Timor-Leste: Falling short on MDGs*
|Publisher||Integrated Regional Information Networks (IRIN)|
|Publication Date||21 February 2012|
|Cite as||Integrated Regional Information Networks (IRIN), Timor-Leste: Falling short on MDGs*, 21 February 2012, available at: http://www.refworld.org/docid/4f48f62a2.html [accessed 29 November 2015]|
|Disclaimer||This is not a UNHCR publication. UNHCR is not responsible for, nor does it necessarily endorse, its content. Any views expressed are solely those of the author or publisher and do not necessarily reflect those of UNHCR, the United Nations or its Member States.|
The Southeast Asian half-island nation of Timor-Leste is falling short on most Millennium Development Goals (MDGs), experts warn.
"The areas that remain challenging or off-track compared to the 2015 targets include poverty, underweight children, maternal mortality and sanitation," Felix Piedade, the national adviser of Timor Leste's MDG Secretariat, told IRIN.
Timor-Leste gained independence from Indonesia to become one of the world's youngest nations in 2002 after a 25-year civil war. Six years of instability followed.
Due to Timor-Leste's recent violence, which included attacks on the president and prime minister in 2008 and a military uprising in 2006, the UN chose it as one of nine countries worldwide to receive extra support in meeting the MDGs.
While Goal 1 includes halving the proportion of people living on less than US$1 a day, in Timor-Leste that population actually grew from 36 percent in 2001 to 50 percent in 2007, according to Piedade.
As of 2009, the rate dropped to 41 percent, still not close to meeting the goal of 14 percent set in 2004.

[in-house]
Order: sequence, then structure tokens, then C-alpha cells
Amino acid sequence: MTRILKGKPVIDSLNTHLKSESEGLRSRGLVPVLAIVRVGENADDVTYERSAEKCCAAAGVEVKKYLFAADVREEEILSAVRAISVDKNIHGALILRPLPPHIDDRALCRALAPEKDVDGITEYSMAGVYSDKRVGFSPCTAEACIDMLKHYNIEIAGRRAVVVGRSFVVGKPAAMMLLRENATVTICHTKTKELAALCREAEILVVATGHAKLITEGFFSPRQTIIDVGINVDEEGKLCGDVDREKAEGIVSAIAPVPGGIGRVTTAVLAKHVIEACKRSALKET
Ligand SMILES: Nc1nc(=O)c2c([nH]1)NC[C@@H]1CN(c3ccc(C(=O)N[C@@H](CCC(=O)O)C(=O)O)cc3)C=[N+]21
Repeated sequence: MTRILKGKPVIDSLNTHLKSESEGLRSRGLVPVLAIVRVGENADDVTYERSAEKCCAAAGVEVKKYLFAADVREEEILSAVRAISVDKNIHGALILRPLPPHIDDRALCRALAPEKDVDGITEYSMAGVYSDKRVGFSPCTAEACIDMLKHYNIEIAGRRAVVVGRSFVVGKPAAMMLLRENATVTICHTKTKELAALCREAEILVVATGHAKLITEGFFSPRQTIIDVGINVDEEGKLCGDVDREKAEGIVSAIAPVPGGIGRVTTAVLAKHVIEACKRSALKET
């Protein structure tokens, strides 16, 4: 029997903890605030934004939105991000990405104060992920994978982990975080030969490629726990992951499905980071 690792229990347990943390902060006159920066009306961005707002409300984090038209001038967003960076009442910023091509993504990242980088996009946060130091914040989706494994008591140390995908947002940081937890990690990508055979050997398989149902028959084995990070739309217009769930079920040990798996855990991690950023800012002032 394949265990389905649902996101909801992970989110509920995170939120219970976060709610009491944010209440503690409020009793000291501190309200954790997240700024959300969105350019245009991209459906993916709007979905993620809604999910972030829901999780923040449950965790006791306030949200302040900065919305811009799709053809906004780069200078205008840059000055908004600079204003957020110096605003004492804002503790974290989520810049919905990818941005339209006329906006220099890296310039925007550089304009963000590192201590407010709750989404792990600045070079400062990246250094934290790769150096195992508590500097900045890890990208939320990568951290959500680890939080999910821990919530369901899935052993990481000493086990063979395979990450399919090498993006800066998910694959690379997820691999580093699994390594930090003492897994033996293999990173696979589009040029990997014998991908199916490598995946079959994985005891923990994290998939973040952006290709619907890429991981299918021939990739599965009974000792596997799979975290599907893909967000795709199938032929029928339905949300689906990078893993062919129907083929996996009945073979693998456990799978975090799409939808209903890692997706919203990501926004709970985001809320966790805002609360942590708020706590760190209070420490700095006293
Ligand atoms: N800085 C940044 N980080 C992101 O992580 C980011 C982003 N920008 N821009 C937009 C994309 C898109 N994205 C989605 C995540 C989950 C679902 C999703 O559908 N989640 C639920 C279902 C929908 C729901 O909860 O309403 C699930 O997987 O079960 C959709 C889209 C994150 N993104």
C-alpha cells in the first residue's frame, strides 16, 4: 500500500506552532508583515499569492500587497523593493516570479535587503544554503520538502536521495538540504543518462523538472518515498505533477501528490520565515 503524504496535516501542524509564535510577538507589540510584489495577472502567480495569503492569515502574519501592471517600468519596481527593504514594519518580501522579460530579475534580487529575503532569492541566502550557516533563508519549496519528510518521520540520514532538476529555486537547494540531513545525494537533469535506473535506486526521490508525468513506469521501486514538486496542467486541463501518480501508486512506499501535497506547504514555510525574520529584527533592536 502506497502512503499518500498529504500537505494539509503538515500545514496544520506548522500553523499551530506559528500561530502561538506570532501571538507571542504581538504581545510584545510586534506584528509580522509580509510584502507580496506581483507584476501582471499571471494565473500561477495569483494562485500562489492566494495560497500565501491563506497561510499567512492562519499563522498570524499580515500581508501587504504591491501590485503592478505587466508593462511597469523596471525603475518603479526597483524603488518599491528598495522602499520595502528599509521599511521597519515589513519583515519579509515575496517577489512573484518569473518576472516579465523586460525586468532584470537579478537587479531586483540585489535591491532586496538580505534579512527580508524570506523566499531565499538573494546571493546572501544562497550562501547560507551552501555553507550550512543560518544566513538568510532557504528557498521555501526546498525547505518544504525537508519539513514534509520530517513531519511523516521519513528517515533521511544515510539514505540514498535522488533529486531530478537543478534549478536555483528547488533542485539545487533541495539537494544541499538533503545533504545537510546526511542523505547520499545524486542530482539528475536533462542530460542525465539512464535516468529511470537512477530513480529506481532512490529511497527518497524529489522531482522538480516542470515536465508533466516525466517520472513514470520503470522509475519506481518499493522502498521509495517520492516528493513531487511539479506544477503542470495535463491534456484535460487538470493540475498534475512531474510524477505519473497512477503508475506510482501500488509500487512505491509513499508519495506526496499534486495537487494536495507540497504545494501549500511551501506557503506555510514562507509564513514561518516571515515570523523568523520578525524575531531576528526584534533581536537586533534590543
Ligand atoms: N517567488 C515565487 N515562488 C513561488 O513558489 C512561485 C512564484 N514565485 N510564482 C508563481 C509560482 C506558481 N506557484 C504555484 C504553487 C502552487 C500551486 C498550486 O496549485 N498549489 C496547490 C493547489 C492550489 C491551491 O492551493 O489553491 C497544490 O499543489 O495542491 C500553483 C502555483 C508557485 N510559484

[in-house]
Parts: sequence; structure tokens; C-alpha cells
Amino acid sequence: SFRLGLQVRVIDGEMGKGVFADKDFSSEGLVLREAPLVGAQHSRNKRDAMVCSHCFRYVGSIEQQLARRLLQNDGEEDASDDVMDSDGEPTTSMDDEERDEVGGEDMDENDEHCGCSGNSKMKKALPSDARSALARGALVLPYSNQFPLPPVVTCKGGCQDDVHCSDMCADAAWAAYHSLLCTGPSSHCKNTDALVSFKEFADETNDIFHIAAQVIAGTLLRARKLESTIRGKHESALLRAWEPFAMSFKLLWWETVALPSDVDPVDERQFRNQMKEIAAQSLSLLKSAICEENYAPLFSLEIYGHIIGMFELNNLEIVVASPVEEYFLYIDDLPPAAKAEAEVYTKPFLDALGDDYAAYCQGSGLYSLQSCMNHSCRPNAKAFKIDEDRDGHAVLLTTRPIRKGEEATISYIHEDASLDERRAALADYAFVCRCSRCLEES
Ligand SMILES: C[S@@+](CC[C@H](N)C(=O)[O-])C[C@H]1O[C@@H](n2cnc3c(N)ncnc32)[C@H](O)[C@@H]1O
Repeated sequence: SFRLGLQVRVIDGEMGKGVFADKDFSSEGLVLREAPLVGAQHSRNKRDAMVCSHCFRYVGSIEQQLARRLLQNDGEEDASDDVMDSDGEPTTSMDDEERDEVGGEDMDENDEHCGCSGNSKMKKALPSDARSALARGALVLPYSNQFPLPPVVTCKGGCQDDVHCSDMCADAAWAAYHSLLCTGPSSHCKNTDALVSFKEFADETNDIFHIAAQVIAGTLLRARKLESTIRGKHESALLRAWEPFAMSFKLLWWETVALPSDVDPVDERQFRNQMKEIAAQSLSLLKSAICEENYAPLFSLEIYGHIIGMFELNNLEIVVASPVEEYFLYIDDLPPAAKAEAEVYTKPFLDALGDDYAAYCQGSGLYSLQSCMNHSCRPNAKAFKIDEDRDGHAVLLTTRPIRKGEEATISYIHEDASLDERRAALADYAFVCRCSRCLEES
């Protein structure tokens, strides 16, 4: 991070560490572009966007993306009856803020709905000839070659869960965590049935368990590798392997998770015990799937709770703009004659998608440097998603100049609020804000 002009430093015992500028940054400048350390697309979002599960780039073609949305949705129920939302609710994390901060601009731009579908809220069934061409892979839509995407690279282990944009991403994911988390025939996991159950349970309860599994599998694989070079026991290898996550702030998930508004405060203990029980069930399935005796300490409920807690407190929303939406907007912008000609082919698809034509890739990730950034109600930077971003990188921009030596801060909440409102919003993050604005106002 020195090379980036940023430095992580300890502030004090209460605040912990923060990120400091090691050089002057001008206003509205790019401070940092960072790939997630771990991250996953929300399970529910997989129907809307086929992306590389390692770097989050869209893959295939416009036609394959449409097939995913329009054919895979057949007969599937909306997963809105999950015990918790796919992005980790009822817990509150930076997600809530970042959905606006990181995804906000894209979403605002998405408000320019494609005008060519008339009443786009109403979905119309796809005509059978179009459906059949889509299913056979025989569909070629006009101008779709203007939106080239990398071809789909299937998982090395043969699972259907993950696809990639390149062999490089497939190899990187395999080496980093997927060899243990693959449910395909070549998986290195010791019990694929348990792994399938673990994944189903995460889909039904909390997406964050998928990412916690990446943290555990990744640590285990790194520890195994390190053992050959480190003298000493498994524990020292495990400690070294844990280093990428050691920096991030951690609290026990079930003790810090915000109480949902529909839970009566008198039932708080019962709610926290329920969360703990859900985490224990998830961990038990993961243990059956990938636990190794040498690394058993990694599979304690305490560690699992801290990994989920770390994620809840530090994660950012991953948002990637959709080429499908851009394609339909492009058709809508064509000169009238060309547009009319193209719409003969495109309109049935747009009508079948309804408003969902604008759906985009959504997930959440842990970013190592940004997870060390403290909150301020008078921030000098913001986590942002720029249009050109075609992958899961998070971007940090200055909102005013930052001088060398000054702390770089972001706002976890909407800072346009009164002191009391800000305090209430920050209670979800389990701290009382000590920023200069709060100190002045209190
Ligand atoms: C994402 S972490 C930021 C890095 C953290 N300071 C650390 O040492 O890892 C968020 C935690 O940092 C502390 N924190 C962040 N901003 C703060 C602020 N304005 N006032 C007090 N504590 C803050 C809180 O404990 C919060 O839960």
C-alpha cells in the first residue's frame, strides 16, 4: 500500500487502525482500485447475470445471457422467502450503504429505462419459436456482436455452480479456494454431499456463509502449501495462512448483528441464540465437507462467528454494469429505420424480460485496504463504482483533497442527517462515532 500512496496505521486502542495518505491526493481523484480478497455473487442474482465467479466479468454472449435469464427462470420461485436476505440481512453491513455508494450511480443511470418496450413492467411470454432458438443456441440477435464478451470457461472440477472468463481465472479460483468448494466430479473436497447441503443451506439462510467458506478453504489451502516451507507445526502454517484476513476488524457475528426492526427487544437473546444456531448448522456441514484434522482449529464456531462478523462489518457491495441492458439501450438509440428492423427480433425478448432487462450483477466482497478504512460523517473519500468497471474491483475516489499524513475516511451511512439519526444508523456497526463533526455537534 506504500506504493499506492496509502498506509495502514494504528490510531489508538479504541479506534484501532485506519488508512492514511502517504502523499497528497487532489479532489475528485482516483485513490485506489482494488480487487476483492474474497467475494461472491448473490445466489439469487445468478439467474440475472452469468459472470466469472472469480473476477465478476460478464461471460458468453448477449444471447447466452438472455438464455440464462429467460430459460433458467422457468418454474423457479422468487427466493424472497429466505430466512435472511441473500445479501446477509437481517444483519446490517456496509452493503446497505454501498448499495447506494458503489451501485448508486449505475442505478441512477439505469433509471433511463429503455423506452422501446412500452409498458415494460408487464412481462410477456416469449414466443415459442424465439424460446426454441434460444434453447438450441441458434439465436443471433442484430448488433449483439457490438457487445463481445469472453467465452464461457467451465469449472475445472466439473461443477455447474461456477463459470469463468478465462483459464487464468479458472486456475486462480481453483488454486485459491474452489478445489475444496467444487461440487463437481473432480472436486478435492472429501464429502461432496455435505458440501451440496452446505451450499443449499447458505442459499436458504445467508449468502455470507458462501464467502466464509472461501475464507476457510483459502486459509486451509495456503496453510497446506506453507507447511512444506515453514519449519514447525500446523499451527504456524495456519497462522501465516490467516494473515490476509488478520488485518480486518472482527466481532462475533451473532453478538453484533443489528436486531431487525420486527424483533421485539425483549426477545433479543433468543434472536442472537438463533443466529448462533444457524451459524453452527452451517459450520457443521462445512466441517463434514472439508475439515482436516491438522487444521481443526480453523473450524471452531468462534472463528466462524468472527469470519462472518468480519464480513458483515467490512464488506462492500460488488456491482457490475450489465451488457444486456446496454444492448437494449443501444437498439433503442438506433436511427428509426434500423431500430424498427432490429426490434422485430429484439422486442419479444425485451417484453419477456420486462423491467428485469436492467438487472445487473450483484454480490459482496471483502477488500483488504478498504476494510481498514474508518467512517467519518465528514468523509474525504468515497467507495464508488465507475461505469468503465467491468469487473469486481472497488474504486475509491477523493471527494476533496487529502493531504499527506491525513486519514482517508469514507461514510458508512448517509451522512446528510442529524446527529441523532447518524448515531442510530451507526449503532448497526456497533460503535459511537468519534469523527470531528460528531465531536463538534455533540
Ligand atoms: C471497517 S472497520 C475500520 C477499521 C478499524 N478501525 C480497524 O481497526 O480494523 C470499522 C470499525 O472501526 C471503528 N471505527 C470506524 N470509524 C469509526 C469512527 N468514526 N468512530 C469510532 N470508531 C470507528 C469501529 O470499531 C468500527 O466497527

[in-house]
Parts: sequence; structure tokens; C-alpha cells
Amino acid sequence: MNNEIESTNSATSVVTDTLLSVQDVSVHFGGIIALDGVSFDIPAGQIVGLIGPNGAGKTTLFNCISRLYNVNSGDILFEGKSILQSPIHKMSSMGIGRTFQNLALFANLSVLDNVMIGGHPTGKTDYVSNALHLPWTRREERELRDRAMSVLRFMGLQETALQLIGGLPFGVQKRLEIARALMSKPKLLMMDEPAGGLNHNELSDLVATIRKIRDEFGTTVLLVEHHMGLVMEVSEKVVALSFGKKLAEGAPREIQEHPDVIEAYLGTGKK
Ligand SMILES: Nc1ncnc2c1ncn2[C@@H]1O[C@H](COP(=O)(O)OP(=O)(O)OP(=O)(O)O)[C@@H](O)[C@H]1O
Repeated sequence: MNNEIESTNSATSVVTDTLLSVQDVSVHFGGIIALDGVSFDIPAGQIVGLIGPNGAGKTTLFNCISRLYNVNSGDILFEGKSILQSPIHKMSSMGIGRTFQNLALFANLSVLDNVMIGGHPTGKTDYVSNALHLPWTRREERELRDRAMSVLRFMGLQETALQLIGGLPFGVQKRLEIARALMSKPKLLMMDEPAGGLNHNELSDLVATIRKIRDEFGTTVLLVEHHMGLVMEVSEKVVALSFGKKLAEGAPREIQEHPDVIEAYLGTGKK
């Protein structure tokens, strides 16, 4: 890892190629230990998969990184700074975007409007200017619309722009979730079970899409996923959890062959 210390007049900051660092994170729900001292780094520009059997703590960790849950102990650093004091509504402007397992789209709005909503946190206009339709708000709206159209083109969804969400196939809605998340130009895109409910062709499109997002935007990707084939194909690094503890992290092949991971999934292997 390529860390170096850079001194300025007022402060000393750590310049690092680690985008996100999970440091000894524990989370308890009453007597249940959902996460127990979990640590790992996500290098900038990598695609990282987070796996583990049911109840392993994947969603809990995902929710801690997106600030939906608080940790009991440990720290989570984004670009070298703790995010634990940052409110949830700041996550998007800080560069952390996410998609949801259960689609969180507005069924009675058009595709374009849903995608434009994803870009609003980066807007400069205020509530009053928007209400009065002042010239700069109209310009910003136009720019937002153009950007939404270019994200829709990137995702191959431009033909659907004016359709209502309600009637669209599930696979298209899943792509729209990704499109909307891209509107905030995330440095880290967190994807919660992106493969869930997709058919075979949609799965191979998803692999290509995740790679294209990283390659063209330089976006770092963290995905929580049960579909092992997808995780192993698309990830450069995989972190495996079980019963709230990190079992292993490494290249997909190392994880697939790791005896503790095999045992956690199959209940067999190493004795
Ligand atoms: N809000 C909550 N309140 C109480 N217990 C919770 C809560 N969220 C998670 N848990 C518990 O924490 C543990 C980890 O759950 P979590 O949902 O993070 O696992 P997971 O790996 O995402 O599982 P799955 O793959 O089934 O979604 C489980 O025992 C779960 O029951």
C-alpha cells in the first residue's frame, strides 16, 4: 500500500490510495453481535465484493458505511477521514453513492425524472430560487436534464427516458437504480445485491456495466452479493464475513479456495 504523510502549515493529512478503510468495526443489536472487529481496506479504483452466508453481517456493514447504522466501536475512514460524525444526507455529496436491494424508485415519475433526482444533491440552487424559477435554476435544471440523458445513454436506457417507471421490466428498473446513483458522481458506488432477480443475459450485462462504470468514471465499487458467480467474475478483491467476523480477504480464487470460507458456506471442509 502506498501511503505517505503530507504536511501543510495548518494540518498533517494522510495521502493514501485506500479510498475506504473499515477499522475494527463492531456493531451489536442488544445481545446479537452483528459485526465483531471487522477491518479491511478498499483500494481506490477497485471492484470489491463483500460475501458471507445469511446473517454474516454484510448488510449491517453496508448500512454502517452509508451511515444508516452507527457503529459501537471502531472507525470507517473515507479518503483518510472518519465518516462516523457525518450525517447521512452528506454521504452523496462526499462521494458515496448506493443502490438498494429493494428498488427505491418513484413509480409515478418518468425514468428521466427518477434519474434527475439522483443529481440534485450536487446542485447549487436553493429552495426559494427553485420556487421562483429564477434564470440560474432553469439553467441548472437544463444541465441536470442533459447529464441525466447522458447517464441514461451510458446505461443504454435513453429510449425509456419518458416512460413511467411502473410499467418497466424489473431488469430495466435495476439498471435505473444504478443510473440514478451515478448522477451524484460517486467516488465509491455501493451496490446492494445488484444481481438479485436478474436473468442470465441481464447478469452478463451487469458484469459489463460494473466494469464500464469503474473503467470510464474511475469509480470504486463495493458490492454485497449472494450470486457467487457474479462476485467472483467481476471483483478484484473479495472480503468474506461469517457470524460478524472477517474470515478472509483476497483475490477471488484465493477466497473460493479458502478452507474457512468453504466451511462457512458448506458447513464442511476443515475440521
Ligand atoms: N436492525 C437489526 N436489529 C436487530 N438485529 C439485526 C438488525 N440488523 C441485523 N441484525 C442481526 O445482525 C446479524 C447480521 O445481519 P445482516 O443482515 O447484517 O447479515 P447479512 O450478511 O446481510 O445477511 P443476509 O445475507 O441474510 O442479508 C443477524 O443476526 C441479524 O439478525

But there have been some improvements.
"Timor-Leste has surpassed the MDG target for 2015 for both under-five mortality rate [96/1,000 live births] and infant mortality rate [53/1,000 live births] based on targets set in 2004," Piedade said.
The country is on track for only two of the other eight MDGs: achieving universal primary education, and promoting gender equality and empowering women, according to the UN Development Programme.
But measuring progress can be tricky.
"When you talk about gender here, there are different indicators," said Silvia Cormaci, a gender expert in Timor-Leste.
Cormaci noted advances have been made in improving the political participation of women, who now comprise 29 percent of parliamentarians - among the highest proportion in Asia.
A new law has been passed requiring that one in three candidates in the June-July 2012 parliamentary election must be a woman.
"But 70 percent of women work in unpaid work in agriculture. And there's big issues on domestic violence, one of the highest rates in Asia," said Cormaci.
Nationally, 38 percent of women aged 15-49 reported experiencing violence since age 15, according to the government's most recent demographic health survey.
Thirty-six percent of the women who were, or had been, married reported violence - physical, sexual, or emotional - by a husband or partner.
Widespread rape and sexual assault of women and children went largely unpunished during the military occupation.
Domestic violence has technically been a crime since 2009 under the penal code, but it was not until 2010 that a law clearly defined the crime and mandated victim support services.
"A lot of work has been done to train police on the law," Cormaci added. "The problem is that many people still turn to traditional justice as a means of settling their disputes. So you have [a] good domestic violence law there, but implementation is much harder."